Aurelio Martínez is a Honduran Garifuna singer-songwriter. To our uneducated ear, he sounds like an Afrobeat Bob Dylan with elements of surf guitar and something with the feel of Calypso.
Aurelio is a leading voice of the Garifuna people, speakers of the last living Indigenous Carib language. There is a vibrant Garifuna community in Crotona Park East, The Bronx.
Aurelio Martínez & the Garifuna Soul Band play Garifuna Folk, with NYC’s own Wabafu Garifuna Dance Company opening, for the World Music Institute at Le Poisson Rouge in Greenwich Village on Thu, Dec 16, 2021 at 7:30pm (6:30pm doors). worldmusicinstitute.org 🇭🇳|🇧🇿🇬🇹🇳🇮🇺🇸 garifunadancecompany.com
If you know any African Diaspora culture in the Caribbean, Brazil or Peru (Rumba, Méringue, Bomba, Cumbia, Tambor, Samba, Festejo), you will recognize parts of our culture in the Garifuna traditions. Each is unique, but we share the same roots in Mother Africa, so there are many similarities.
One thing we all have in common is that the traditions are designed to build community whether that is two people or a hundred. Syncopation is a signature of African Diaspora music traditions. It enables an infinite number of people to join in. Drumming, singing and dancing together makes everyone happy. You can’t help but smile.
About Aurelio Martinez
Aurelio Martinez was born into a musical family and became a talented drummer as a child. He learned his rhythms in the traditional way from his uncles and grandfather. Aurelio learned to sing from his mother. As a boy, Aurelio was already participating in Garifuna rituals which shouldn’t be surprising because we all do what our parents and families and communities do.
As a teenager he started to play in Latin bands. The first album Aurelia recorded with Grupo Garifuna de Honduras was Lita Ariran (JVC Records, 1995). It is a Garifuna classic.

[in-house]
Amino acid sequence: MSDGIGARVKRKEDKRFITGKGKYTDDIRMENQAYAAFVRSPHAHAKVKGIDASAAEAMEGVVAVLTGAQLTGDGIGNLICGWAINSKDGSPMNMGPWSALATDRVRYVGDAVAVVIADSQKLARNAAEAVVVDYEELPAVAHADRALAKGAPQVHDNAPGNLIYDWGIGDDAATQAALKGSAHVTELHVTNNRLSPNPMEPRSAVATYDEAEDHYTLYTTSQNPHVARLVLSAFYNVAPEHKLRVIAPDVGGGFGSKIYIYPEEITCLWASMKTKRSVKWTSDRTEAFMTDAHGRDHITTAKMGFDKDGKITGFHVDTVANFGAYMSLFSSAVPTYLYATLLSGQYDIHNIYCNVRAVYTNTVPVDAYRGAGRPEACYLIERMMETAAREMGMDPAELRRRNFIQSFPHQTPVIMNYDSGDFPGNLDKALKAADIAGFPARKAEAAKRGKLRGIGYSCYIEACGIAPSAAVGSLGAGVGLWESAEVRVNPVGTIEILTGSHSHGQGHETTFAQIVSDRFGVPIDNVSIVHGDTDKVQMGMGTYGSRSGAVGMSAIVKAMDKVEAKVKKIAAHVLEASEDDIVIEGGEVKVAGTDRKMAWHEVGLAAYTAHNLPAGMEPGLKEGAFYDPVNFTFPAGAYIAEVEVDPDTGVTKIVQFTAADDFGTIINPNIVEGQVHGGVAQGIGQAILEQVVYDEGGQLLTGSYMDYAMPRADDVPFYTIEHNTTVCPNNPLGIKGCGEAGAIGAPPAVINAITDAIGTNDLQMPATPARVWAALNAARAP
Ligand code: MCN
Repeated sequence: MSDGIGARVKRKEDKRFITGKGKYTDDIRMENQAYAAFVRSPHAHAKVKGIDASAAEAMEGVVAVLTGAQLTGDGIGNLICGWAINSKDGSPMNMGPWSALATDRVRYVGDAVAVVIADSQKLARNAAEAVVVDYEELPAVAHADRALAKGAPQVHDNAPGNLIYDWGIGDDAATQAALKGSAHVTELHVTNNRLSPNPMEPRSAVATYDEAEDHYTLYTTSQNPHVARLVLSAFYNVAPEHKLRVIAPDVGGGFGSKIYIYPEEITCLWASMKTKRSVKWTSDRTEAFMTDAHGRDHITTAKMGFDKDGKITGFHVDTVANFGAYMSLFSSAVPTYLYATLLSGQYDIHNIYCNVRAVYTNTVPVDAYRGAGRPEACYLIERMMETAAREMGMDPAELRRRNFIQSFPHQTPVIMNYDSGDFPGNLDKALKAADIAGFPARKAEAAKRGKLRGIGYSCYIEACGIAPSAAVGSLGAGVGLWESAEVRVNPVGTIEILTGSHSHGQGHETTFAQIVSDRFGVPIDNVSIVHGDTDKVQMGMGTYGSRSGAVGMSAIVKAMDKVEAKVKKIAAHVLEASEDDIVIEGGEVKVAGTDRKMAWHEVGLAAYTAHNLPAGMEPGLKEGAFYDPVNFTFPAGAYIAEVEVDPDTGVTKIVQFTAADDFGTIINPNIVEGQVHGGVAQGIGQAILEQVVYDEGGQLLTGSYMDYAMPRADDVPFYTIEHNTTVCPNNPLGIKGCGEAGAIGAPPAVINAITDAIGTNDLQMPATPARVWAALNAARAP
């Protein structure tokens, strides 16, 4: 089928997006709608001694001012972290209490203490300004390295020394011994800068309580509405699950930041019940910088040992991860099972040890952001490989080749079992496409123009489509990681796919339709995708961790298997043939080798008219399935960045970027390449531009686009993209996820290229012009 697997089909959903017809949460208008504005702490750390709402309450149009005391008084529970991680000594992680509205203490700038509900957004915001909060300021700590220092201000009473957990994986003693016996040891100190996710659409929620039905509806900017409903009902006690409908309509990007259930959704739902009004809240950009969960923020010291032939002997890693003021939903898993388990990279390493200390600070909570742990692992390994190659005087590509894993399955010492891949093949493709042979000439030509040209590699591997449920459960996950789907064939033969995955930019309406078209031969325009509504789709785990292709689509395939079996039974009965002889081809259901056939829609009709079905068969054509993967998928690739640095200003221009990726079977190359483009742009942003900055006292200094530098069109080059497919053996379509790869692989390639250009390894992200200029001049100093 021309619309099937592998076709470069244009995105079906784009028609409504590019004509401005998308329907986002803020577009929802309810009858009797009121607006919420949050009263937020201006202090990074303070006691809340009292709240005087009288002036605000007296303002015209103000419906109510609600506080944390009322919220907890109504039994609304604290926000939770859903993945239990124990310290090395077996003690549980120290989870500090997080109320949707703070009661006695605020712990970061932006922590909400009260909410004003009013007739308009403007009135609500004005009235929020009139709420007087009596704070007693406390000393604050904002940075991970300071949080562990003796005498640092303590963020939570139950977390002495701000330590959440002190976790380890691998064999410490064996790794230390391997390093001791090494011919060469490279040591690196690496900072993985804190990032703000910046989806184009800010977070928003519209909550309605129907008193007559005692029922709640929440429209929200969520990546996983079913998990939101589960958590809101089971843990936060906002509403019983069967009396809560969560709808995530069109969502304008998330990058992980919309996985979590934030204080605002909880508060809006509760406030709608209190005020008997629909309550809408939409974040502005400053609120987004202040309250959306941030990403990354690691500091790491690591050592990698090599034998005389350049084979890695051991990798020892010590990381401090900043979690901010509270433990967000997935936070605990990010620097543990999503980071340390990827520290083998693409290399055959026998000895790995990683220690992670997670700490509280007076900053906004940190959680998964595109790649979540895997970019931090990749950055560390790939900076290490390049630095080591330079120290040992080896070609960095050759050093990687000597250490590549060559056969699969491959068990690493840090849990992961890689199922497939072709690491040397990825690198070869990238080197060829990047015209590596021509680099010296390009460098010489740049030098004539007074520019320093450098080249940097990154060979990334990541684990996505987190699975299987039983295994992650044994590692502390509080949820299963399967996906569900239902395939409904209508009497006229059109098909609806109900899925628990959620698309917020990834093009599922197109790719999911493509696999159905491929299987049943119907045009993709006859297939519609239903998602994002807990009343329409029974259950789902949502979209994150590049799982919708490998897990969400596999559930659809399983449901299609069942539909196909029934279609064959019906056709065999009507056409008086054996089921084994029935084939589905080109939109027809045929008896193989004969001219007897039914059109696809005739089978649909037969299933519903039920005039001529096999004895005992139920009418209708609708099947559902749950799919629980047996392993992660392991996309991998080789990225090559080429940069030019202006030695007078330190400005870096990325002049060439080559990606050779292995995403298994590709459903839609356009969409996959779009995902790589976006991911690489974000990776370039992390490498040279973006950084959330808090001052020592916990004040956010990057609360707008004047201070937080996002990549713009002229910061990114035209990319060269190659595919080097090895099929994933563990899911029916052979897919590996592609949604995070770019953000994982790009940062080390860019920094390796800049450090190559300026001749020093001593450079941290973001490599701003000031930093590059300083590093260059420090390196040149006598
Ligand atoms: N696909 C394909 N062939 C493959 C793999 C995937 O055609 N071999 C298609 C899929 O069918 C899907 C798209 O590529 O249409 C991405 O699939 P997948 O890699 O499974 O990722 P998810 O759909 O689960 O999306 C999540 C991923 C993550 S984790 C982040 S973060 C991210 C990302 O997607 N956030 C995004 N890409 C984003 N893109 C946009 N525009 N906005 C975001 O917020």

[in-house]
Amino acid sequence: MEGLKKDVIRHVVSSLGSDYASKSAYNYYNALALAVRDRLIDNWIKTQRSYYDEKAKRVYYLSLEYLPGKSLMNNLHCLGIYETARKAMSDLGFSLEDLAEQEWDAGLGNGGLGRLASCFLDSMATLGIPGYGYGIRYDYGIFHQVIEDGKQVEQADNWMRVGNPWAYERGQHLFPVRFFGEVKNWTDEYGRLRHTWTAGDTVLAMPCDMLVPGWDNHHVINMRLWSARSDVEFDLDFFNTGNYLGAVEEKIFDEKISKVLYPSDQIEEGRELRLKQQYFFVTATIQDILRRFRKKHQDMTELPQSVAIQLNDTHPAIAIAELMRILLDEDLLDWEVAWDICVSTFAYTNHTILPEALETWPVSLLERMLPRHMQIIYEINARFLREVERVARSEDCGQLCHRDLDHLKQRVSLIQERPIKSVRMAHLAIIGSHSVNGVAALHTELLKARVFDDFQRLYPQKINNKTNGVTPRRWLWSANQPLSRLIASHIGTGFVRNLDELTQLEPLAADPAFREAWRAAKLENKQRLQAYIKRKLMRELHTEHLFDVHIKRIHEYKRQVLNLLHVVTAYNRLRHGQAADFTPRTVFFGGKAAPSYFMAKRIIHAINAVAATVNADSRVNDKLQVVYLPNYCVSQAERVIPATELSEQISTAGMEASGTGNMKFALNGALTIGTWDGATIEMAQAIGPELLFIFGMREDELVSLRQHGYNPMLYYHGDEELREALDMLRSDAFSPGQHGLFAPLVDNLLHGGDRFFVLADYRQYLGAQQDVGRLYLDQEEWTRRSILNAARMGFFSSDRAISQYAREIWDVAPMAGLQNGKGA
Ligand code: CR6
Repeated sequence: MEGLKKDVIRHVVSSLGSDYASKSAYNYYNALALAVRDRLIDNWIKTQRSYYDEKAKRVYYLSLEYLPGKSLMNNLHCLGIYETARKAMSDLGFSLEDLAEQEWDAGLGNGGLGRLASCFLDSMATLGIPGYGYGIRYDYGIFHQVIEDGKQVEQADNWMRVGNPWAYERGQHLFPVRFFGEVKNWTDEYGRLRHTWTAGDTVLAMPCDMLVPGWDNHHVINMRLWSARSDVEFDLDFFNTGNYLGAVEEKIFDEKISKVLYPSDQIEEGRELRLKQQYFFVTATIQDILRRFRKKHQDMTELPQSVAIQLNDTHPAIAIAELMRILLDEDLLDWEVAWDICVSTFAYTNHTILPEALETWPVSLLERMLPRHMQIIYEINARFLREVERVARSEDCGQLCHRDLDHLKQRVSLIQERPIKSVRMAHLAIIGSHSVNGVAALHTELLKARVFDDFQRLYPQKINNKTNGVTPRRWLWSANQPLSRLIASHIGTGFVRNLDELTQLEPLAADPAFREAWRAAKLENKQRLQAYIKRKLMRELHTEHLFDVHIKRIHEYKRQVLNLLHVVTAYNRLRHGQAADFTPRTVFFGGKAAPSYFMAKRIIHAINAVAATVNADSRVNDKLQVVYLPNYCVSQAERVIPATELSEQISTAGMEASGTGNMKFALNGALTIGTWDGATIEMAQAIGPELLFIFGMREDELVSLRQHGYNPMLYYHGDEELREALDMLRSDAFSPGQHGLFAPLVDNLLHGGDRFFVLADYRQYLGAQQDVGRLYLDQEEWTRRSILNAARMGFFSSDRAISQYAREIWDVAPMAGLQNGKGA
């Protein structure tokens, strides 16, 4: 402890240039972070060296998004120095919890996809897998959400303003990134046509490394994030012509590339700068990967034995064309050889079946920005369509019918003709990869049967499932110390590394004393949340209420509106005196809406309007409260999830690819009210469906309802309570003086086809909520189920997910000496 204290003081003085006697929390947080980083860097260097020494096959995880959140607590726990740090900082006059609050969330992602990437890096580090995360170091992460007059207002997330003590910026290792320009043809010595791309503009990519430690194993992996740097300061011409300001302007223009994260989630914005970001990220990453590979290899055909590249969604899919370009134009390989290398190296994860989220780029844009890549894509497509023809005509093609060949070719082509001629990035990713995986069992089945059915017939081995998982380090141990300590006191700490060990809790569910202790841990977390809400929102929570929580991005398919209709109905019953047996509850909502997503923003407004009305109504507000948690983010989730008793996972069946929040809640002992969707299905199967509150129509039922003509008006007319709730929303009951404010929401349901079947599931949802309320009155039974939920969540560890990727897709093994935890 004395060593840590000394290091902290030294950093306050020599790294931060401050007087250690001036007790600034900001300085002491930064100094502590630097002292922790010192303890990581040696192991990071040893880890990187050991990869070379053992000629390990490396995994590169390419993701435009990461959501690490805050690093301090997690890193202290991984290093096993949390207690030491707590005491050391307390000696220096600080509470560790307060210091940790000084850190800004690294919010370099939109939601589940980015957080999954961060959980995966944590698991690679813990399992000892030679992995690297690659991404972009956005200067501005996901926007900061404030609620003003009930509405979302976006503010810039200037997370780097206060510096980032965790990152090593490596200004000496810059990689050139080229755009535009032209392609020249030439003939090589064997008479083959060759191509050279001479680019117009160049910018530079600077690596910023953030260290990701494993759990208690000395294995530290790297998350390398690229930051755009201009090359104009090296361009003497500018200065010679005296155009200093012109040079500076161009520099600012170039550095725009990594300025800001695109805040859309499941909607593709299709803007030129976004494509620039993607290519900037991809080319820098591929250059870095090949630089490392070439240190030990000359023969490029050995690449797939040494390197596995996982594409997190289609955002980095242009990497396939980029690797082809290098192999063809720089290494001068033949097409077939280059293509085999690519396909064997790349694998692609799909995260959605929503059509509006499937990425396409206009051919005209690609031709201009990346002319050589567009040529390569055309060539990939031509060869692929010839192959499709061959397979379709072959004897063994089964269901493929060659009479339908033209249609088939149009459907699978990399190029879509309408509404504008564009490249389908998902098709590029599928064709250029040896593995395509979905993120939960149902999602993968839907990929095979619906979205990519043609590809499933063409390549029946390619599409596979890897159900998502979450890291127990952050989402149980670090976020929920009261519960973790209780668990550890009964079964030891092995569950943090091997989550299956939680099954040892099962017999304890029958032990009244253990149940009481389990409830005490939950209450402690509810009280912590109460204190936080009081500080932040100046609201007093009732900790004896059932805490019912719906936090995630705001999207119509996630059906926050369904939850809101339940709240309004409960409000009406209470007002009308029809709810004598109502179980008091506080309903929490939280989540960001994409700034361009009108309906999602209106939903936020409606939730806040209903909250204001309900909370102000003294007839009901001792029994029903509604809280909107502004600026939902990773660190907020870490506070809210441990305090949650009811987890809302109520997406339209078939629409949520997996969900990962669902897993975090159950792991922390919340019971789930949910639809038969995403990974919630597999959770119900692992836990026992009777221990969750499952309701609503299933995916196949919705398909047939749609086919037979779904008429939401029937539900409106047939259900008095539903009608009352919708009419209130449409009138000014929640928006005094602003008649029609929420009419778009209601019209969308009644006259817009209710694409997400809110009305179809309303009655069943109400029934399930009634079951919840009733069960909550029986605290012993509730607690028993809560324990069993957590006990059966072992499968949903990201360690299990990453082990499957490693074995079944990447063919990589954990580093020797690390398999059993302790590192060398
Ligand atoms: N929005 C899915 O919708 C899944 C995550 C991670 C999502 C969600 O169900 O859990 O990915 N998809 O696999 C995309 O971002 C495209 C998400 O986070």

Aurelio’s first solo recording Garifuna Soul (Stonetree Records, 2004) mixed Garifuna traditions with pop instrumentation. He later worked with Afropop legend Youssou N’Dour.
Martínez was the first Black Honduran congressman from 2006-2010. It’s a really notable achievement.
Aurelio came back to what he considers a roots Garifuna sound in Lándini (Real World Productions, 2014). His latest is Darandi, a greatest hits live collection.
Aurelio in New York City
Aurelio plays a free concert at the David Rubenstein Atrium at Lincoln Center Thursday, January 19, 2017 at 7:30pm.
Aurelio played Symphony Space in a show produced by the World Music Institute on November 22, 2014.
The Carib Were Fierce Fighters
In New York, we hear a lot about the Indigenous Taíno of Puerto Rico. The next people to make the journey out of what is now Venezuela up the Lesser Antilles were the Carib, for whom the Caribbean is named. They were famously fierce fighters.
What is now Culebra, Puerto Rico in the Spanish Virgin Islands was the northern border of Carib territory. The Taíno and Carib used to be in conflict, but when the Spanish colonizers came, they fought the Spaniards together from Culebra. The southern tip of the island is called Punto del Soldado. You can imagine warriors watching the sea from there.
Culebra is the beginning of the Lesser Antilles islands. You can see a difference between Puerto Ricans of the main island and the people of Culebra today. The culture looks to the Lesser Antilles, so you may see the Steel Pan of Trinidad, which you won’t see in the main island of Puerto Rico.
Garifuna Are the Last Carib Community
The story of Aurelio is tied to his people. Garifuna speakers are Indigenous Carib mixed with the African Diaspora from St. Vincent in the Lesser Antilles. They spoke a blend of Carib and Arawak. The Carib had conquered the Arawak and Carib men took Arawak women. So men spoke Carib and women spoke Arawak. Boys would be taught Carib when they came of age, so there was this unusual blend of the two languages.
Garifuna speakers are also mixed with West Africans who escaped Spanish shipwrecks and lived with the Carib.
The British could not defeat the Garifuna. They were basically deported in 1797 to coastal Honduras. From there Garifuna people have spread into Nicaragua, Guatemala, and Belize.
The language died out in the Antilles, so the Garifuna people are a unique remnant of the Indigenous Carib. New York City has the largest population of Garifuna outside of Central America.